Webinar: Using the What Works Clearinghouse (WWC) Database to Support Data Collection for Meta-Analyses

Description: This webinar will guide researchers on how to use information from the WWC website (https://whatworks.ed.gov/) to obtain study-specific data that can be incorporated into a meta-analysis. The presentation will provide a general overview of the key steps in conducting a meta-analysis, and discuss how researchers can utilize WWC resources during nearly every step of the process. In particular, the webinar will discuss exporting study-specific details from the WWC individual studies database, including data such as effect sizes that may not be available in originally published reports. The presentation will also demonstrate how to extract information from WWC exportable files and conduct meta-analyses using R, a free and flexible statistical software package.

Audience: This presentation is aimed at researchers who have a general understanding of meta-analytic techniques and familiarity with the WWC website and its offerings (general videos and briefs are available on the WWC website).

Type: Workshop/Training & Technical Assistance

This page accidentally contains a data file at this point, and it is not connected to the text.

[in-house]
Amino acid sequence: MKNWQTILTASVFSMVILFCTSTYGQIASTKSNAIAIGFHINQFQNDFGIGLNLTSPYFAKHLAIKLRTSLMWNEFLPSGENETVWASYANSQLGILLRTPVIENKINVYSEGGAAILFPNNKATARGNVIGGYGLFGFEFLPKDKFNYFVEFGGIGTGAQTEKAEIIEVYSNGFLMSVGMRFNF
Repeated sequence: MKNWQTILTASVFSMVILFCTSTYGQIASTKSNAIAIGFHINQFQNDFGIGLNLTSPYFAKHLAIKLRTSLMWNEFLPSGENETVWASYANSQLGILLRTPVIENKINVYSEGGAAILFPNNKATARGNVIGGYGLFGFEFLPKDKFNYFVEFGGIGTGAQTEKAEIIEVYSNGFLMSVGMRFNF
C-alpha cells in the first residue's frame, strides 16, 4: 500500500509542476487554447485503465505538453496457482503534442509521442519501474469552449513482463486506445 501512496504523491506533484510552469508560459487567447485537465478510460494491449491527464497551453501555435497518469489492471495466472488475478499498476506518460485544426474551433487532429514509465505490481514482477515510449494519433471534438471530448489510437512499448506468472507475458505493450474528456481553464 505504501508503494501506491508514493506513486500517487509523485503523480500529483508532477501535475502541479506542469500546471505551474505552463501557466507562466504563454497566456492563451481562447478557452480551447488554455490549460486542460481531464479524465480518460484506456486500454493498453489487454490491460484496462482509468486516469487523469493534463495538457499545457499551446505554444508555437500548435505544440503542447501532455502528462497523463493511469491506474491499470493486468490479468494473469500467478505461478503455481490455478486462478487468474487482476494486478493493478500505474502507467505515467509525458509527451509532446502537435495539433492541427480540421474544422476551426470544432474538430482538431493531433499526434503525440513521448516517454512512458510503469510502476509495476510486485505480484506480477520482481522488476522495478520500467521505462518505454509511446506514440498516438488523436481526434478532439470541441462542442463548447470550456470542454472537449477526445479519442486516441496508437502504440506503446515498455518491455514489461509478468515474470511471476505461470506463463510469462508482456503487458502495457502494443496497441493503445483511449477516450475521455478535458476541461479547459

Date: July 27, 2017 from 2:00–3:30 p.m. ET

Type: Workshop/Training & Technical Assistance
Location: Webinar
Register for the webinar at https://register.gotowebinar.com/register/8948182252293118978


Edmund, and others,

The What Works Clearinghouse website (https://whatworks.ed.gov/) has been around for several years, and it now has an impressive number of evidence-based studies for K-12 and post-secondary education. In its early years there was also a What Works Clearinghouse category for adult basic skills education that was soon discontinued, I was told, because there weren't any studies in adult basic skills education that met U.S. Department of Education evidence-based standards. Those of us who believe that evidence-based practices are important, and that we should be using them, were disappointed. This happened about the time that Congress eliminated funding for a national adult education research center and, as a result, when the National Center for the Study of Adult Learning and Literacy (NCSALL), sponsored by Harvard University and World Education, had to close its doors.

David J. Rosen